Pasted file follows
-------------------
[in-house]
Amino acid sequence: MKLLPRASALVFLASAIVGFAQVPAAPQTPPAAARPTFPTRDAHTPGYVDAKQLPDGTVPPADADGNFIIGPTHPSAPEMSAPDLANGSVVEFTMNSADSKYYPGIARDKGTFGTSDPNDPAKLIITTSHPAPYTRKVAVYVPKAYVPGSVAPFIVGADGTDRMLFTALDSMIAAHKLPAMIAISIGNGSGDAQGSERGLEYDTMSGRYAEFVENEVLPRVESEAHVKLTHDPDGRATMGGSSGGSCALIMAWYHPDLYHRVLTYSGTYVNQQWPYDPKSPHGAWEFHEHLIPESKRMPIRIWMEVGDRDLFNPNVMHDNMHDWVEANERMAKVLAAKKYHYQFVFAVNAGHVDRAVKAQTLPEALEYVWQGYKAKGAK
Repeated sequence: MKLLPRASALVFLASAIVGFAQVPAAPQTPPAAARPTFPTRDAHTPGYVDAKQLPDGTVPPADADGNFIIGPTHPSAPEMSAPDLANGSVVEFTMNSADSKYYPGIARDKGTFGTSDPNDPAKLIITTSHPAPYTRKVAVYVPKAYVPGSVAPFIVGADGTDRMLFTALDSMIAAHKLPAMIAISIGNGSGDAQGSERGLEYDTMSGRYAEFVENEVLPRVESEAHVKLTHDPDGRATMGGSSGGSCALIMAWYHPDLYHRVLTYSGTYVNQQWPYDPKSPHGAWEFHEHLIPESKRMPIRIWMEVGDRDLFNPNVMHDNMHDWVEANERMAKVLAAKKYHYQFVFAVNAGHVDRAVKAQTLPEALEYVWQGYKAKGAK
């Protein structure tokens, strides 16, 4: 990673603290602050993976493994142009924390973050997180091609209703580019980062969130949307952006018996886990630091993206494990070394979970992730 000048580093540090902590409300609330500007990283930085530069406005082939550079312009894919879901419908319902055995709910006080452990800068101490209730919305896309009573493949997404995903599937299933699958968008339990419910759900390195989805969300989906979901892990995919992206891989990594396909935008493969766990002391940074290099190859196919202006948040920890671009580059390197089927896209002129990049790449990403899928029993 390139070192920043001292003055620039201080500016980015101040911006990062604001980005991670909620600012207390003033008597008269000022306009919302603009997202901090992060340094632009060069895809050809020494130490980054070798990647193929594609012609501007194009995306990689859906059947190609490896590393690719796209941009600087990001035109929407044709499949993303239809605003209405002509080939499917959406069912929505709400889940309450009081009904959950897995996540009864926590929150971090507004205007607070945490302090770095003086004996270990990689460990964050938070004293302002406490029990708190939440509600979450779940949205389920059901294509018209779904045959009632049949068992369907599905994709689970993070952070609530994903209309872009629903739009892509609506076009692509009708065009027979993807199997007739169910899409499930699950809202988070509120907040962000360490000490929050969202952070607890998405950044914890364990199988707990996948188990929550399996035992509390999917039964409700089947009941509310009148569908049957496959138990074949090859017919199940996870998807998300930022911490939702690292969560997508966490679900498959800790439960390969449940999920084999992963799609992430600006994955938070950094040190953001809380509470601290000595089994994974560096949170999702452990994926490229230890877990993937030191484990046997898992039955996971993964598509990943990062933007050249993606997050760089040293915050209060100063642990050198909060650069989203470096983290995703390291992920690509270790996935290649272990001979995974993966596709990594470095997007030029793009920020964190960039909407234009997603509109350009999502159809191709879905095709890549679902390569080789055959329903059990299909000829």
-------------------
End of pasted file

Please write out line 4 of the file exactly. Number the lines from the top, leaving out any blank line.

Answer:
């Protein structure tokens, strides 16, 4: 990673603290602050993976493994142009924390973050997180091609209703580019980062969130949307952006018996886990630091993206494990070394979970992730 000048580093540090902590409300609330500007990283930085530069406005082939550079312009894919879901419908319902055995709910006080452990800068101490209730919305896309009573493949997404995903599937299933699958968008339990419910759900390195989805969300989906979901892990995919992206891989990594396909935008493969766990002391940074290099190859196919202006948040920890671009580059390197089927896209002129990049790449990403899928029993 390139070192920043001292003055620039201080500016980015101040911006990062604001980005991670909620600012207390003033008597008269000022306009919302603009997202901090992060340094632009060069895809050809020494130490980054070798990647193929594609012609501007194009995306990689859906059947190609490896590393690719796209941009600087990001035109929407044709499949993303239809605003209405002509080939499917959406069912929505709400889940309450009081009904959950897995996540009864926590929150971090507004205007607070945490302090770095003086004996270990990689460990964050938070004293302002406490029990708190939440509600979450779940949205389920059901294509018209779904045959009632049949068992369907599905994709689970993070952070609530994903209309872009629903739009892509609506076009692509009708065009027979993807199997007739169910899409499930699950809202988070509120907040962000360490000490929050969202952070607890998405950044914890364990199988707990996948188990929550399996035992509390999917039964409700089947009941509310009148569908049957496959138990074949090859017919199940996870998807998300930022911490939702690292969560997508966490679900498959800790439960390969449940999920084999992963799609992430600006994955938070950094040190953001809380509470601290000595089994994974560096949170999702452990994926490229230890877990993937030191484990046997898992039955996971993964598509990943990062933007050249993606997050760089040293915050209060100063642990050198909060650069989203470096983290995703390291992920690509270790996935290649272990001979995974993966596709990594470095997007030029793009920020964190960039909407234009997603509109350009999502159809191709879905095709890549679902390569080789055959329903059990299909000829």